Biggest surprise of the season so far?

Hughes: I'd guess Duke's loss to Notre Dame. It is early, but that team had just beaten Team USA. Maybe they got ahead of themselves, maybe they were just not ready to play … maybe the Irish are just that good. But I'd have to say winning against the best our nation could put together and then losing to Notre Dame doesn't seem to make sense. Welcome to college lacrosse, it just goes to show that this sport is getting better.

Harrison: Yeah, Notre Dame's win over Duke was definitely a big one, without a doubt. My biggest surprise of the season is Princeton putting up 17 goals on Hofstra. (The Tigers won 17-14 on Saturday.) Since when are the Tigers lighting up the scoreboard like that? New coach Chris Bates has definitely put together a different offense than I'm used to seeing from Princeton, but I'm digging it!

[+] EnlargeMax Quinzani
Duke Photography for ESPN.comMax Quinzani bounced back from the loss to Notre Dame to score six goals on Penn.

Best performance so far?

Hughes: Well, how about the rebound effort from Duke's Max Quinzani netting six against Penn on Saturday? Kyle, we have seen him do this for a while now. And let's not forget Connor Martin, who plays club lacrosse for Southern California's Chapman University -- that kid seems to be eating people up. He is the real deal out on the West Coast.

Harrison: There have been some solid performances so far, but I'm not really sure if I want to give out too much credit yet. The Maryland-Georgetown game last weekend was definitely a good one. I was happy to see Terps attackman Will Yeatman step up and score three huge goals for his team in the second half -- part of a 7-0 run that erased Georgetown's lead and gave Maryland a solid road win. I was also impressed with a few Hofstra freshmen in their loss to Princeton. We've seen a few big performances thus far, but I'm interested to see who performs in the big games this weekend. The games thus far -- most, not all -- have been considered tune-up games for a lot of teams. It's time for the real thing this weekend.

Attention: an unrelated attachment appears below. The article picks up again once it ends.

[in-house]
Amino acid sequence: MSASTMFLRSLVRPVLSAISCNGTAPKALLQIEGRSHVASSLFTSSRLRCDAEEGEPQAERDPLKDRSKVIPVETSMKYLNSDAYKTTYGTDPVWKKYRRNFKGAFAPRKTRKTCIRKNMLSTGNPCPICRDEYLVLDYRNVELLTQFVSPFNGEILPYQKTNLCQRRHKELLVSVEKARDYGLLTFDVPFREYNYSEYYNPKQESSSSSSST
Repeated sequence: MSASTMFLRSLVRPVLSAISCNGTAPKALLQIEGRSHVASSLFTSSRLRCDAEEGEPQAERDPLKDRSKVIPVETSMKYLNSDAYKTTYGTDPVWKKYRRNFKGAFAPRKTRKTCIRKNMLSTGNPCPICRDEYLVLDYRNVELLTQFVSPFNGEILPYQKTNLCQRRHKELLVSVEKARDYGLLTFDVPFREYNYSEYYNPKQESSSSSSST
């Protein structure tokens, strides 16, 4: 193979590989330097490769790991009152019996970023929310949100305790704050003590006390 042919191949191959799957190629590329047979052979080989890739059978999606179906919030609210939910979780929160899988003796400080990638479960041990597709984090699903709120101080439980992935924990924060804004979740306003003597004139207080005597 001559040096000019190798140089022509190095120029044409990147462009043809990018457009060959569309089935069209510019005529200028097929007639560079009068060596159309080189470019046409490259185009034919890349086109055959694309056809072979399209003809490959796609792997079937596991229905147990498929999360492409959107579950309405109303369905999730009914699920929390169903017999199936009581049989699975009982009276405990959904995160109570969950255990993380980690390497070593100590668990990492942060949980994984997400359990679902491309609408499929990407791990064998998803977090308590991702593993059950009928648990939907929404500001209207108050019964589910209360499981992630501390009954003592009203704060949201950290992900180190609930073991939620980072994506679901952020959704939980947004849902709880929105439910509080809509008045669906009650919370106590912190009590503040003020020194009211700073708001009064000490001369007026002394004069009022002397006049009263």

Game you're looking forward to this weekend?

Harrison: Sorry, got to go with Saturday's Johns Hopkins-Princeton (ESPNU, 1:30 p.m. ET) showdown, part of the Face-Off Classic at M&T Bank Stadium in Baltimore. I loved playing in it back in college, and it's Hop's first test of the young season. (Princeton beat a tough Hofstra team last weekend.)

Hughes: I'll go with the third game in the Face-Off Classic: Notre Dame-Loyola. I think it will answer some questions. Loyola has some ballers, and ND is trying to make a name for itself early in the season. I am excited to see what happens.

Pop Quiz

Hughes: Kyle, if you couldn't have gone to Hopkins or another Division I school, where would you have gone? I was just up in Palo Alto, Calif., recently. Stanford needs a Division I men's lax team, stat. Otherwise, I keep hearing Austin, Texas, is the spot. I always wanted to get recruited to play football at Texas just so I could have seen the Longhorns logo on a recruiting letter.

Harrison: Good question, that's a tough one. I'm thinking it would have been a USC-type situation so I could watch big-time football and be in good weather. As for you and you wanting to see a Longhorns logo on a recruiting letter, I can't hate, that would have been hot.

Brett Hughes is the lacrosse editor of ESPNRISE.com, ESPN's high school sports site. Check out his blog.